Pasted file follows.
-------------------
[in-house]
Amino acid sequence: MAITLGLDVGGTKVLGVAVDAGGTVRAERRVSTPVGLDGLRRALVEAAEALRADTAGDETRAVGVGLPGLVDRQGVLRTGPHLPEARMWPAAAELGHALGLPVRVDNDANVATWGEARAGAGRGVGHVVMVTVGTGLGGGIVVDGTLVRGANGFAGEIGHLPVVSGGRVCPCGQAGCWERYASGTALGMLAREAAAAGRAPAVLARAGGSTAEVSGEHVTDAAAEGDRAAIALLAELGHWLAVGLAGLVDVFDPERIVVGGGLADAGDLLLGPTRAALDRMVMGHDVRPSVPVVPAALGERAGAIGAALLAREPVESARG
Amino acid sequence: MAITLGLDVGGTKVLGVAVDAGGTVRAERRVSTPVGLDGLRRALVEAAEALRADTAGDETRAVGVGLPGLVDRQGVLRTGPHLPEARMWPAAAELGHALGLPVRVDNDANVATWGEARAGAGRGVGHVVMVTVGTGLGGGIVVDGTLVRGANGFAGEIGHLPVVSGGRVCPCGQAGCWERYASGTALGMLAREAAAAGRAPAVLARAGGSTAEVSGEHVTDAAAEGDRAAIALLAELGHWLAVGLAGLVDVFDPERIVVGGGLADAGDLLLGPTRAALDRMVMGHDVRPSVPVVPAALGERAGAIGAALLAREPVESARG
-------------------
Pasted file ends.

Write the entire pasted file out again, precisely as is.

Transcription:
[in-house]
Amino acid sequence: MAITLGLDVGGTKVLGVAVDAGGTVRAERRVSTPVGLDGLRRALVEAAEALRADTAGDETRAVGVGLPGLVDRQGVLRTGPHLPEARMWPAAAELGHALGLPVRVDNDANVATWGEARAGAGRGVGHVVMVTVGTGLGGGIVVDGTLVRGANGFAGEIGHLPVVSGGRVCPCGQAGCWERYASGTALGMLAREAAAAGRAPAVLARAGGSTAEVSGEHVTDAAAEGDRAAIALLAELGHWLAVGLAGLVDVFDPERIVVGGGLADAGDLLLGPTRAALDRMVMGHDVRPSVPVVPAALGERAGAIGAALLAREPVESARG
Amino acid sequence: MAITLGLDVGGTKVLGVAVDAGGTVRAERRVSTPVGLDGLRRALVEAAEALRADTAGDETRAVGVGLPGLVDRQGVLRTGPHLPEARMWPAAAELGHALGLPVRVDNDANVATWGEARAGAGRGVGHVVMVTVGTGLGGGIVVDGTLVRGANGFAGEIGHLPVVSGGRVCPCGQAGCWERYASGTALGMLAREAAAAGRAPAVLARAGGSTAEVSGEHVTDAAAEGDRAAIALLAELGHWLAVGLAGLVDVFDPERIVVGGGLADAGDLLLGPTRAALDRMVMGHDVRPSVPVVPAALGERAGAIGAALLAREPVESARG